211.  The paradox that this system produces is that, from time to time, much time and effort has to be given to the protection of those who may seem to be the least deserving. Indeed it is just because their cases are so unattractive that the law must be especially vigilant to ensure that the standards to which everyone is entitled are adhered to. The rights that the aliens invoke in this case were designed to enshrine values that are essential components of any modern democratic society: the right not to be tortured or subjected to inhuman or degrading treatment, the right to liberty and the right to a fair trial. There is no room for discrimination here. Their protection must be given to everyone. It would be so easy, if it were otherwise, for minority groups of all kinds to be persecuted by the majority. We must not allow this to happen. Feelings of the kind that the aliens’ beliefs and conduct give rise to must be resisted for however long it takes to ensure that they have this protection.

The role of the Court of Appeal

212.  The aliens accept that SIAC is the fact finding body in relation to the primary facts and that, as the Court of Appeal found in RB (Algeria) v Secretary of State for the Home Department [2008] QB 533, para 93, it is their findings in fact that are in issue. In the ordinary case its findings could only be challenged on the ground of an error of law. But the aliens submit that different considerations apply where facts are applied to determine whether a person’s removal amounts to a violation of his Convention rights. In such a case, they say, the ambit of what amounts to an error of law is enlarged. An error of law will have been demonstrated if the appellant can establish that the facts show that his Convention rights will be violated by his removal. They invite your Lordships to adopt the approach that the European Court takes to the question whether assurances provide adequate protection, as shown by the decision of the Grand Chamber in Saadi v Italy, (Application No 37201/06) (unreported) 28 February 2008.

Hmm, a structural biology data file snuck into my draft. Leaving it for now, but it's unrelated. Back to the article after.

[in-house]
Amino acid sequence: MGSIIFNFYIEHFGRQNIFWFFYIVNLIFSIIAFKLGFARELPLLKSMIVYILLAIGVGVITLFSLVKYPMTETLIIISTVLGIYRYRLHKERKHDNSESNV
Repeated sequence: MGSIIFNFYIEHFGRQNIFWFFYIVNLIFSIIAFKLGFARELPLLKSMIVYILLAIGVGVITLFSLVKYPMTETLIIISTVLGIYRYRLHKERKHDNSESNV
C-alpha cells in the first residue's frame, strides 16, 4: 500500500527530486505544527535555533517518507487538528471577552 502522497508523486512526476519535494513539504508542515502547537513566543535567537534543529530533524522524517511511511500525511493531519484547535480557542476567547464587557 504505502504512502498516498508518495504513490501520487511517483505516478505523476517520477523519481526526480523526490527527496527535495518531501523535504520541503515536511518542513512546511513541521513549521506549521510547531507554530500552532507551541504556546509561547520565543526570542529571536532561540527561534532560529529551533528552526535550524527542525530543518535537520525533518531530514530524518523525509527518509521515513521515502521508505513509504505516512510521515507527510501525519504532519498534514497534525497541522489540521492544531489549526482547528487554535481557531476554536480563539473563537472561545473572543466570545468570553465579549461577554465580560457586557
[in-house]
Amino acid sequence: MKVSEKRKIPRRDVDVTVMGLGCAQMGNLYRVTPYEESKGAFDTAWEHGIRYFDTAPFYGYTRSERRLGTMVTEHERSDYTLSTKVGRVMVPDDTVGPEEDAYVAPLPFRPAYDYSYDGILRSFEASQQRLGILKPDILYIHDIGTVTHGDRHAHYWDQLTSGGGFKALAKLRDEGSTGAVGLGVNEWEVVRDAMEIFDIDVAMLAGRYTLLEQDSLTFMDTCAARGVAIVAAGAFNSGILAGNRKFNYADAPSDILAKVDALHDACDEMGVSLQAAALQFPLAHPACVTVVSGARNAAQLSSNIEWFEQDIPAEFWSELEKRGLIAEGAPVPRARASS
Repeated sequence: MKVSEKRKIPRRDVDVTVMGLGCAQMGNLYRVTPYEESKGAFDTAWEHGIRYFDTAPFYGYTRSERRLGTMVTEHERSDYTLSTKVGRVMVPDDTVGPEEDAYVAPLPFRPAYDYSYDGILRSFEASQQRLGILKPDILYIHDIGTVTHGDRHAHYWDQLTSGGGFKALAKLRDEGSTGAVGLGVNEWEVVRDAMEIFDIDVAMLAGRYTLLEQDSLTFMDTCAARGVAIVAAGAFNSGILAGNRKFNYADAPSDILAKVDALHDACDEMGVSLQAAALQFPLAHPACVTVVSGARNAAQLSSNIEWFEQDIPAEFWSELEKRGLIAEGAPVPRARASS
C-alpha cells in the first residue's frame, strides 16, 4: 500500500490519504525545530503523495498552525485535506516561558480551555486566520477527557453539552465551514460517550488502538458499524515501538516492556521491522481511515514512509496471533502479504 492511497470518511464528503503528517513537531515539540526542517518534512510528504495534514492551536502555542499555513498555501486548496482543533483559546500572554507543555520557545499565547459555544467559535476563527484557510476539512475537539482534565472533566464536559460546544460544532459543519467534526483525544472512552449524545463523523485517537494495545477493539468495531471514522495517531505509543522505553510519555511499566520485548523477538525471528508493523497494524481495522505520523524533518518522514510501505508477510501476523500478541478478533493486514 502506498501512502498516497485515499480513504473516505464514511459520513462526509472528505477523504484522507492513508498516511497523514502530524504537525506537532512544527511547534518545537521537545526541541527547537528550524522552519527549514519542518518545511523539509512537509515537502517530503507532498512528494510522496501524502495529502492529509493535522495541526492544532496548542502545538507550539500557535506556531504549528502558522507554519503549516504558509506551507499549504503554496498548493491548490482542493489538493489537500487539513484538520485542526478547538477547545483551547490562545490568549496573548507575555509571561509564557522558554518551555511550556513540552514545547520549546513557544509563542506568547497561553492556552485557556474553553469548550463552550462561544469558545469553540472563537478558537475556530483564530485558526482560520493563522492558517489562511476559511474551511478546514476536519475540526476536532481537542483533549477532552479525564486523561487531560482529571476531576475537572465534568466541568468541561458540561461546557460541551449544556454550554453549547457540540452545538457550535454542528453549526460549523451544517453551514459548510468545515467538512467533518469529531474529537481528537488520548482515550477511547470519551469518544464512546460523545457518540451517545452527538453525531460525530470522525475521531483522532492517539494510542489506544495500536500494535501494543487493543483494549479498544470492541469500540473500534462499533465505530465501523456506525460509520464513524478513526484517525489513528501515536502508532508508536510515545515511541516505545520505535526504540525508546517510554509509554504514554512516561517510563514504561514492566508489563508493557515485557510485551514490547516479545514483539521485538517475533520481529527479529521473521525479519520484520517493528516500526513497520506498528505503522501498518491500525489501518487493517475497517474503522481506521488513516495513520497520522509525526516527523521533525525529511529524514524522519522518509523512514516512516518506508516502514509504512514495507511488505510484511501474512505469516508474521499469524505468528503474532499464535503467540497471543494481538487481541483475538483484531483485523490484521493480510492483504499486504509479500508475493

213.  In Saadi v Italy, para 128, the Grand Chamber said that in determining whether substantial grounds had been shown for believing that there was a real risk of ill-treatment incompatible with article 3, it would take as its basis all the material placed before it or, if necessary, material obtained by it proprio motu. In such cases, it said, the examination of the existence of a real risk must necessarily be a rigorous one: see Chahal v United Kingdom (1996) 23 EHRR 413, para 96, where the court said that this degree of scrutiny was necessary in view of the absolute character of article 3 and the fact that it enshrined one of the fundamental values of the democratic societies making up the Council of Europe. The aliens say that the appellate courts must adopt the same approach in such cases in domestic law, as they are public authorities within the meaning of section 6 of the Human Rights Act 1998. Why, asked Mr Drabble QC, when the Strasbourg court carries out its own evaluation, should the United Kingdom courts be powerless to intervene? He referred to Huang v Secretary of State for the Home Department [2007] 2 AC 167, para 8 where Lord Bingham of Cornhill, delivering the opinion of the committee, said that the object of the 1998 Act was to ensure that public authorities acted so as to avert or rectify any violation of a Convention right, with the result that such rights would be effectively protected at home, thus obviating or reducing the need for recourse to Strasbourg.